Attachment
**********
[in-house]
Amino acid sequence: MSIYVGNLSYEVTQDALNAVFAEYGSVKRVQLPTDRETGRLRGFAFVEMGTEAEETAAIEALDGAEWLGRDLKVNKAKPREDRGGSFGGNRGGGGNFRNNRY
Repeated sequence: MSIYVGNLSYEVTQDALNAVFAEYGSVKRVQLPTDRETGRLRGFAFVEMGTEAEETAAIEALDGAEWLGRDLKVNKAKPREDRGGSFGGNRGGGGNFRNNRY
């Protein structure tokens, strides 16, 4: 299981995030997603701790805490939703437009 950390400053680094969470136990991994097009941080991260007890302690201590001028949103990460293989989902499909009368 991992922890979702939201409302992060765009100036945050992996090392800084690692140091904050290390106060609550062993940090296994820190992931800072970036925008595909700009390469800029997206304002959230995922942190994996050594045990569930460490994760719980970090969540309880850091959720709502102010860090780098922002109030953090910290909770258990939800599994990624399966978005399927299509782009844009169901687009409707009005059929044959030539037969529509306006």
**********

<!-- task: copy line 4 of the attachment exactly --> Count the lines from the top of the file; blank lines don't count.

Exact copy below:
């Protein structure tokens, strides 16, 4: 299981995030997603701790805490939703437009 950390400053680094969470136990991994097009941080991260007890302690201590001028949103990460293989989902499909009368 991992922890979702939201409302992060765009100036945050992996090392800084690692140091904050290390106060609550062993940090296994820190992931800072970036925008595909700009390469800029997206304002959230995922942190994996050594045990569930460490994760719980970090969540309880850091959720709502102010860090780098922002109030953090910290909770258990939800599994990624399966978005399927299509782009844009169901687009409707009005059929044959030539037969529509306006």